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Presuming to improve on the effort of any other composer is risky and, in my opinion, unethical. Hence this effort at providing an alternative tune to Sir Arthur Sullivan’s joyful, buoyant setting of the same text is not meant to be one of improvement.
"Sain Ffagan" was originally a part-writing project during my freshman year in college (1966-1967). Over the succeeding years, I toyed with a number of titles for it and finally settled on "Sain Ffagan" in 1972, following my extensive stay in the lovely and charming Cardiff (UK) suburb by that name in 1972. On more than one occasion, the beauty of the town and the graciousness of its people, especially the staff at the Welsh Folk Museum, where I was conducting M.Mus thesis research on the crwth, brought the strains of the tune back to my mind. In 1978, I copyrighted the tune, with several other works, in a set titled _Lenten and Easter Miscellany_.
When used as a processional or general-purpose hymn (suggested: immediately after my SsA setting of "Holy, Holy, Holy," at this site), a full strophe of instrumental introduction (ideally string orchestra, alternatively organ with string or other "velvety" stop, probably without any mixtures and definitely no reed) should be played to familiarize the congregation with the music. Electronic keyboards should be set to strings with light reverb and little or no vibrato. Brass and penetrating woodwinds such as oboe and bassoon should be avoided altogether, and soft woodwinds (e.g., flute) should be used with caution. Smoothness and suppleness of sound in both the voices and the instruments are of the utmost importance.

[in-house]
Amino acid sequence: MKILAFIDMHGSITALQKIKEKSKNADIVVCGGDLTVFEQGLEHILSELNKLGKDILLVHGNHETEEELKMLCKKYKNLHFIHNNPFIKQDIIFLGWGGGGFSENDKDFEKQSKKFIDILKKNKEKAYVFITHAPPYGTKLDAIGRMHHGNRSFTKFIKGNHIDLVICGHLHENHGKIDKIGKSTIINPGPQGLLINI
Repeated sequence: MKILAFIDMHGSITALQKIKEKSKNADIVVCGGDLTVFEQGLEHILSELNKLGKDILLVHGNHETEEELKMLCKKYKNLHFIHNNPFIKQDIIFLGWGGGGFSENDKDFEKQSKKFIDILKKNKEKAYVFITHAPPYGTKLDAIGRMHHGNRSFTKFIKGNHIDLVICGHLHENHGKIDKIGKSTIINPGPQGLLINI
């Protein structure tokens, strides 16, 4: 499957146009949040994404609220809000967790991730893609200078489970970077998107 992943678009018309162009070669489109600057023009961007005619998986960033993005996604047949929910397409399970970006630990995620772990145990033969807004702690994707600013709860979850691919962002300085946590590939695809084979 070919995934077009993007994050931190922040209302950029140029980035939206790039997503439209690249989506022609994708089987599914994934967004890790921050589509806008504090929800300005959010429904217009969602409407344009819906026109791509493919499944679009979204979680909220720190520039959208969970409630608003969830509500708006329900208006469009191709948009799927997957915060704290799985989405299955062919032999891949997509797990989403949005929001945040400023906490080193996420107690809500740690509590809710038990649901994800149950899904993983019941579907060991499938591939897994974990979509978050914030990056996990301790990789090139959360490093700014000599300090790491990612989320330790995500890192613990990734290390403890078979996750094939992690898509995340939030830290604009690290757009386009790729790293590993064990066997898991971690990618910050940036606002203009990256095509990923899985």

For choral performance, voices should be unaccompanied. A small to medium-sized choral ensemble, with strong reading ability, solid musical ears, and well-controlled voices that blend well throughout each section, is required for a definitive performance.
For anything not permitted by the above licence then you should contact the publisher first to obtain permission.
Reviews of COME, YE FAITHFUL, RAISE THE STRAIN (for Easter, alternate tune: "Sain Ffagan")
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